3. I don’t think anyone is keeping the late Andrew Slater’s Freezing Degree Days charts up-to-date. Given the DMI N80 warm anomalies and the low extent/area numbers, the implied ice thickness for this spring should be by far the lowest on record – even if temps return to ‘normal’ for the rest of the winter.
    Lebedev gives thickness (cm) = 1.53 * FDD ^ 0.59
    Billelo gives thickness (cm) = 1.33 * FDD ^ 0.58
    Previous years A comparison of where we are at present compared to previous years would be interesting.
    Chris Reynolds did a post on the thickness/growth data with data through 2013. Simple Model of Sea Ice Growth

  4. Kevin O'Neill

    While “it’s complicated” is probably right I think generally sea ice will follow surface temperature. Actual surface datasets don’t appear to be very useful, measurements too sparse in that region at this time of year. However, satellite TLT data indicates a big record warm anomaly for October in the Southern Ocean.

  5. Kevin O'Neill

    To follow up on FDD; just eyeballing the DMI N80 graphs looks like the baseline accumulated FDDs to date from the end of the melt season would be about 1300. This year looks to be approximately 600. Historically we should be a little above 4000 for the winter with recent years slightly below 4000.
    Just based on that deficit of 700 FDDs would imply a reduction in thickness of 0.3m. I suspect for N70 the numbers would be even worse since much of that area hasn’t even begun to freeze yet.

  6. Mark Brandon (@icey_mark)

    Crazy Cryosphere: Record Low Sea Ice, An Overheated Arctic, and a Snowbound Eurasia, By: Bob Henson at Weather Underground:
    “Experts agree that the laggard sea ice this month around Antarctica is a separate matter from the Arctic, because sea ice in the northern and southern polar regions is produced by two markedly different circulation regimes and geographies. “At NSIDC, we generally frown on the practice of looking at the global sea ice extent,” said Mark Serreze, director of the National Snow and Ice Data Center, “the reason being that ice in the two hemispheres tends to behave rather differently; while Arctic extent shows clear downward trends in all months, the pattern for the Antarctic has been much more complex.” Serreze and several other ice experts I contacted agreed that there was no obvious explanation for why sea ice extent would suddenly dip in unison in both the Arctic and Antarctic when the two processes are typically so uncorrelated. Previous record-warm years didn’t behave this way. Could some previously dormant or absent connection be popping up just now? If so, it’s not an obvious one. NSIDC’s Ted Scambos: “I’d say that to link the two poles with a single causality chain at the seasonal/annual level is probably about a decade of research in the future.”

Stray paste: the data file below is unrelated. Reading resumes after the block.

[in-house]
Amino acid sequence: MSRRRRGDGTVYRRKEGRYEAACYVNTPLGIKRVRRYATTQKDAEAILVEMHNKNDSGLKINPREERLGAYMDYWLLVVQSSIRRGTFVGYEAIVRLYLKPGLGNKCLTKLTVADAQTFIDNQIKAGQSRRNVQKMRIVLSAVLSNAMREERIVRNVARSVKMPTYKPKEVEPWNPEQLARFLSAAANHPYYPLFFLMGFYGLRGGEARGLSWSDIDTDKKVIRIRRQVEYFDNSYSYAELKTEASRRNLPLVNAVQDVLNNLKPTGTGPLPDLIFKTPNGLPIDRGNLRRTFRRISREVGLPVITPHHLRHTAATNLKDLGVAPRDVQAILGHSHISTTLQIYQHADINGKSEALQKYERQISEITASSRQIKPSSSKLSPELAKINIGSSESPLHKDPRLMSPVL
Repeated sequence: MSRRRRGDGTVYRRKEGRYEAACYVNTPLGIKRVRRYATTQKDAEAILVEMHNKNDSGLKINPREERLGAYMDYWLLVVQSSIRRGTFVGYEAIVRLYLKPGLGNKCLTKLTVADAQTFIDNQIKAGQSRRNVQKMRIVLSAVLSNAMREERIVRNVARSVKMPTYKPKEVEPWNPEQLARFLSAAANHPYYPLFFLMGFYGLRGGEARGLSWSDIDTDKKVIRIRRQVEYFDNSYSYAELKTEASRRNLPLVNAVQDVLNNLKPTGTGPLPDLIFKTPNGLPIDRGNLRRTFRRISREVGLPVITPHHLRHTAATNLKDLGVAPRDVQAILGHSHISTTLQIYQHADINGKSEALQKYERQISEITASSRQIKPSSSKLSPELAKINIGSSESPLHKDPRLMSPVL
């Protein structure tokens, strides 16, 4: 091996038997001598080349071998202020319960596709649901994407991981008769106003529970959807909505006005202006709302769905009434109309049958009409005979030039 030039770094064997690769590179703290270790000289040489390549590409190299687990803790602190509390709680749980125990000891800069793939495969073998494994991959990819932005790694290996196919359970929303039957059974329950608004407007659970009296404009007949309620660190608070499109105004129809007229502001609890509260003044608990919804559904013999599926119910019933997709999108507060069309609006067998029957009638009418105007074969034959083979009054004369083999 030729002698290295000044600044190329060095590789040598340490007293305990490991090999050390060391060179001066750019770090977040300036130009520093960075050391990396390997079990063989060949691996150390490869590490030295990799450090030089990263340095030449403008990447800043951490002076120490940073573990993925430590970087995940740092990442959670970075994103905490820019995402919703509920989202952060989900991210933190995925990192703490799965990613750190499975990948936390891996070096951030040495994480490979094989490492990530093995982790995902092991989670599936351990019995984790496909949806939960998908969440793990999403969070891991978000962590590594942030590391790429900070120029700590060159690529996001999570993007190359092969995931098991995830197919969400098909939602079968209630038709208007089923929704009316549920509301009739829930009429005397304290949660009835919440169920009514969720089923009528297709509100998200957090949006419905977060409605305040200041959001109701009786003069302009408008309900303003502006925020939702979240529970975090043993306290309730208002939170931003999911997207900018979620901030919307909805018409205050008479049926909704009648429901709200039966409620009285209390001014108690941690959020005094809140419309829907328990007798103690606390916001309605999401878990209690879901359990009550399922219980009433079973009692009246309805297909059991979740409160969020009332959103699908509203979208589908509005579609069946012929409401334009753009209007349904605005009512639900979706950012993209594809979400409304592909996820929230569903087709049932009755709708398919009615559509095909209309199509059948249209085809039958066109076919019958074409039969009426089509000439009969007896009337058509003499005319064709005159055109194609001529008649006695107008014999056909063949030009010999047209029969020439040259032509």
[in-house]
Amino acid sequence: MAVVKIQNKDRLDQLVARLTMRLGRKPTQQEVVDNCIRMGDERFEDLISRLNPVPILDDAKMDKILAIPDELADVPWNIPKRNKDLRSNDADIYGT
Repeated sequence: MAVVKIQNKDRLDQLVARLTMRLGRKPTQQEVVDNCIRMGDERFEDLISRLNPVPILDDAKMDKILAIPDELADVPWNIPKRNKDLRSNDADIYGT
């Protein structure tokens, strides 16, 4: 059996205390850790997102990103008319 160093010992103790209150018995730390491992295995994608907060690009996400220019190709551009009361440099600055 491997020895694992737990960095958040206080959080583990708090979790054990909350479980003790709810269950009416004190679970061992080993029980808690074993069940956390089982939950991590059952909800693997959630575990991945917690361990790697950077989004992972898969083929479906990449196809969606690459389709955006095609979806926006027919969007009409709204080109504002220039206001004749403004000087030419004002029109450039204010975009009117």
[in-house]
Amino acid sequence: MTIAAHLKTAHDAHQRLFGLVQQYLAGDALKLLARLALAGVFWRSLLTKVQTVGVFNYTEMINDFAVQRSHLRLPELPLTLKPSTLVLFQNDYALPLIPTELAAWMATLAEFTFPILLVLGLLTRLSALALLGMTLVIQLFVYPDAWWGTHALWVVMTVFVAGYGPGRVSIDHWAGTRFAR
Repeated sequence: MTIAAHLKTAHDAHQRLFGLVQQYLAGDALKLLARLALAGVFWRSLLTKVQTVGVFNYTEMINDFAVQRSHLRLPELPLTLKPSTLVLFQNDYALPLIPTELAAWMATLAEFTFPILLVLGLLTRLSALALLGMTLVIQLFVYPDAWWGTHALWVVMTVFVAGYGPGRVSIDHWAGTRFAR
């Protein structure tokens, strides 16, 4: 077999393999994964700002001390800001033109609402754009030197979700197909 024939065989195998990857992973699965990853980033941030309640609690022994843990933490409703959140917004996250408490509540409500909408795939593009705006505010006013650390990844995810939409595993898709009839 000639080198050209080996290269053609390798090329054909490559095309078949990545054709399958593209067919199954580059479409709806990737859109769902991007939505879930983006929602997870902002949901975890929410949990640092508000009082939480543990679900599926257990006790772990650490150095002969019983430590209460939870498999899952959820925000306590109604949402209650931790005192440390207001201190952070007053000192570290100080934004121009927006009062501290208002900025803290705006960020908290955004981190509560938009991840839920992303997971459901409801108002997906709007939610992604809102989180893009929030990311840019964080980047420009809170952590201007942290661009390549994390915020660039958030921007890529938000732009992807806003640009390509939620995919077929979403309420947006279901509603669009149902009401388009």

10 years in the future may be closing the barn door after the horse has already gone on his merry way 🙂
    Horse? Barn? As close as I’ll ever get to having a reason to pimp Poco – Rose of Cimarron.

  7. Hank Roberts

    It’s not “laggard sea ice” around Antarctica (I had to look the word up: “slow progress and falls behind others”.
    [For shame! -W]
    It’s an early spring break out.
    Look at the seasonal cycle in Antarctica:http://mallemaroking.org/antarctic-sea-ice-extent/
    So November historically always has a very rapid rate of change in sea ice. I pointed out on my blog (links on the sea ice post WC refers to above) that this year has seen a lot of open water in the Antarctic / compressed ice edge action. And if you shift the rapid melt region time a week early you will end up with a huge relative change in the Antarctic sea ice.
    See the tweet I posted herehttps://twitter.com/icey_mark/status/799532637299834882
    I am in the process of sorting out some data to help figure how much earlier the Antarctic break out is.
    [Potentially interesting, especially if you can link the breakout to open water and then explain that… -W]

  8. Hank Roberts

    > link the breakout to open water
    Polynya something?https://nsidc.org/cryosphere/seaice/characteristics/polynyas.html

  9. David B. Benson

    there’s that regression-to-the-mean or is it drunkard’s walk thing about variability, in the absence of a trend
    “the Antarctic sea ice yearly wintertime maximum extent hit record highs from 2012 to 2014 before returning to average levels in 2015 …”https://www.nasa.gov/content/goddard/antarctic-sea-ice-reaches-new-record-maximum

  10. Antarctic sea ice extent depends upon the circumAntarctica wind.

  11. I am wondering what the optimum configuration of sea ice is for the transfer of mechanical wind and wave energy into water turbulence and heat? By configuration, I mean the ratio of open water to ice, ice size,ice shape, ice density, ice structure, ice strength. Looking at an animation of this year’s melting Arctic ice, it sure looks like the ice has much more motion, reflecting more surface turbulence, just before it rapidly succumbs to the melting process. That may, of course simply be an artifact of the fact that just before the ice disappears, it is presumably at its thinnest point, and therefore is more susceptible to and more illustrative of the motion of the wind. Or, perhaps at some points in the melting or refreezing process, conditions are optimal for transferring mechanical energy to the sea/ice matrix and thus making one process or the other more favorable.